This is the way a 75-day election campaign begins. Not with a bang but a whimper.

This wasn’t to be a repeat of last month where Labor and the crossbench dragged out the Senate debate all night to discuss the issues. “Get it over with and bring it on” seemed to be the play.

For what had been a hotly anticipated battle between Labor and the Coalition on two industrial relations issues, none of the excitement in the Parliament that day was related to the policy issues at hand.

The first was over whether Governor-General Peter Cosgrove had accidentally snubbed deputy Labor leader Tanya Plibersek when he spoke in the Senate on Monday morning. This was all resolved quick-smart after an apology, but the G-G remained the centre of controversy for most of the day after Labor’s Stephen Conroy, being his usual outspoken self, made the comparison between Cosgrove agreeing to prorogue Parliament and Sir John Kerr’s acts in 1975.

Ignoring that the long-standing tradition of the G-G acting on the advice of the Prime Minister, very few complaints were made when Quentin Bryce talked about her government planning to “repeal the carbon tax, abolish the mining tax, cut the waste and build the roads of the 21st century” when she opened Parliament at the beginning of the Abbott government’s term in 2013.

Turnbull admonished Conroy, as did Shorten. And things moved on.

By question time, there was an air of inevitability about this all finishing up by Tuesday. Labor attacked Turnbull on the banks and donations, the Coalition asked Dixers about the Road Safety Remuneration Tribunal and the economy.

Despite ditching Q&A because he needed to be in Parliament, Clive Palmer was a no-show in question time, with a bright orange pillow seated between the potentially soon-to-be-former member for Fairfax and MP for Indi Cathy McGowan.

Tony Abbott sat with his head down, flipping through a large pile of papers on his desk. As one Twitter wag had it: correspondence with his electorate, or letters to Mackellar preselectors?

All eyes were on Bronwyn Bishop, who turned up to question time halfway through, only to keep her head down the whole time, like her new frenemy Abbott. Bishop has just a few days left to give her valedictory speech, so this revenge won’t be a dish served cold.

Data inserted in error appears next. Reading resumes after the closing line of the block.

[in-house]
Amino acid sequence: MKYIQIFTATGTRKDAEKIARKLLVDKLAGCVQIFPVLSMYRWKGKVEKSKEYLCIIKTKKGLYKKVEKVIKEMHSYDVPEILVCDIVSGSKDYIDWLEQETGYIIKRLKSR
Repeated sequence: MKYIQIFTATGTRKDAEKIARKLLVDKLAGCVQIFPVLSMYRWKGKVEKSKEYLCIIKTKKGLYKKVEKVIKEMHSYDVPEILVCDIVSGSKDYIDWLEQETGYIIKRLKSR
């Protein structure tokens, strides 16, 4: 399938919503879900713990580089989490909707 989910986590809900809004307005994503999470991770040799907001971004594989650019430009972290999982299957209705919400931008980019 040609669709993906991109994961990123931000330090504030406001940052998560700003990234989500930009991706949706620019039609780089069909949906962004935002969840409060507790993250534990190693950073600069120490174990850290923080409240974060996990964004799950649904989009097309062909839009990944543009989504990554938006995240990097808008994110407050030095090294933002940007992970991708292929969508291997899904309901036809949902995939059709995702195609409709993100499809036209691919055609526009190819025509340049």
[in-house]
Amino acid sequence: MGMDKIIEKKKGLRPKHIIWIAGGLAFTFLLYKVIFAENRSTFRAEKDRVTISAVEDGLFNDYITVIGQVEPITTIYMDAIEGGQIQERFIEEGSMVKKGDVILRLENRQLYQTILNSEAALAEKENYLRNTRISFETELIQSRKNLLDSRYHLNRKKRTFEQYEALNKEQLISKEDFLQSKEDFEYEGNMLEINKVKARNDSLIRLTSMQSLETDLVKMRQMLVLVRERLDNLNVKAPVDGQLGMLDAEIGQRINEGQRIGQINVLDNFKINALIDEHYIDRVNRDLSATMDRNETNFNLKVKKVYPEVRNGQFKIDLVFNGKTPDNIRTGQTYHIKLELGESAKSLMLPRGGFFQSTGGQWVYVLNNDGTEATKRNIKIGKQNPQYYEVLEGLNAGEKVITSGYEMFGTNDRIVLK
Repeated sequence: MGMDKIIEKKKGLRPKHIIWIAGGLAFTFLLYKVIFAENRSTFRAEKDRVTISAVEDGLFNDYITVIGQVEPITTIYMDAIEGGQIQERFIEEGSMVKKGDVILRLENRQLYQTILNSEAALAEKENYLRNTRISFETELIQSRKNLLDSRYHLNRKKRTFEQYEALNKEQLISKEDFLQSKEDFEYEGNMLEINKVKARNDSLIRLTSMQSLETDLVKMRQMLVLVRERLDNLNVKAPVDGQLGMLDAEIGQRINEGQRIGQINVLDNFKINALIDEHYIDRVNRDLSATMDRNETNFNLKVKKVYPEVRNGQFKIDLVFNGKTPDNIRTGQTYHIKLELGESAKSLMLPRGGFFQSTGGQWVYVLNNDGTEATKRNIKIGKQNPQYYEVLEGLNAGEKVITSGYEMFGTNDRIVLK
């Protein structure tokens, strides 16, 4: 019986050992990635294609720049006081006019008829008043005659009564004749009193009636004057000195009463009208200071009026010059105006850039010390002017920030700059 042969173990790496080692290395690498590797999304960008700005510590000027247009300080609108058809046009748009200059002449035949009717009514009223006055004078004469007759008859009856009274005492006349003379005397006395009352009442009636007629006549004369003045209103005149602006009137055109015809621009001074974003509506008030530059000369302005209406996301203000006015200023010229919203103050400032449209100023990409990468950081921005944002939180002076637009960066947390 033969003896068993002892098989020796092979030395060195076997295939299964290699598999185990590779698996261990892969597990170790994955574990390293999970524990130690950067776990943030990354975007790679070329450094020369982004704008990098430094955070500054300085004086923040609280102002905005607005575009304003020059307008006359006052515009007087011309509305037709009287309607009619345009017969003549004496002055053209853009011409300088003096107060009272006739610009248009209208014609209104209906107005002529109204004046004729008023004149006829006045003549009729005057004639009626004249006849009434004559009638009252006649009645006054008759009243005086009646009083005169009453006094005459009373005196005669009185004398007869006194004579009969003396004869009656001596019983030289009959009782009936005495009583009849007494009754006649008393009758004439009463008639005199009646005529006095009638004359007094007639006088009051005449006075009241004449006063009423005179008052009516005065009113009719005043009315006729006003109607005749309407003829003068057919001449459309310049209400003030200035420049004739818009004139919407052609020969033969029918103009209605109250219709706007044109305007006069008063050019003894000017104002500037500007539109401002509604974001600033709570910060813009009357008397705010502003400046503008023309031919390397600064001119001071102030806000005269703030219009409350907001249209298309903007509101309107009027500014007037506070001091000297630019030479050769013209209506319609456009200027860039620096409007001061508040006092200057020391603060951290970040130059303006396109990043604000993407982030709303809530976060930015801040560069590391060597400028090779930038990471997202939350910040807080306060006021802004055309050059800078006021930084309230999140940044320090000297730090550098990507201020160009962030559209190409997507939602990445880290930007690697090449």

The video of Johnny Depp’s groundbreaking performance as a sad hostage to Australia’s strict agricultural laws dropped halfway through question time, and by 3pm, it was all anyone was talking about.

Journalists gathered in the mural hall to hear the first review from Deputy Prime Minister Barnaby Joyce. Joyce said he was quick to share it on his Facebook page, and hoped it was viewed far and wide. He said he wouldn’t mind seeing it on incoming flights, but that would be up to Qantas to decide.

Tourism Australia must be keen for the best ad for our country since Scott Morrison’s “Where the bloody hell are you?”

Joyce’s performance on the day was much more subtle than last year when he told Depp’s dogs, Pistol and Boo, to bugger off.

A few days as acting prime minister changes a person.

Word spread that the ABCC legislation could be voted down in the Senate by 6.30, and as the night wore on, it was clear the bill was going down not so much in flames, but as though the government had managed to pull off the plan in The Producers and set up legislation it knew would fail.

In the end, Jacqui Lambie, Glenn Lazarus, John Madigan and Ricky Muir sided with Labor and the Greens, and the government got its double dissolution election trigger.

The Senate also dealt with the Road Safety Remuneration Tribunal abolition in a matter of hours after the government gagged debate, and it passed before 10pm.

On a crisp Tuesday morning in Canberra, the halls of Parliament are busy as any normal sitting day but no one is quite sure what exactly is supposed to happen today. Parties are holding their usual Tuesday sitting week meetings and briefing journalists. Protests go on outside (including Clive Palmer protesting against the repeal of the road safety legislation his one remaining senator voted for yesterday).

Given the only two pieces of legislation the government had on hand for recalling Parliament were dealt with yesterday, the government has no agenda for the day for the House of Representatives outside of question time and a few member statements.

Malcolm Turnbull was the subject of ridicule for lifting his “continuity with change” slogan from Veep but the last sitting day before budget week is fast becoming the sitting day about nothing.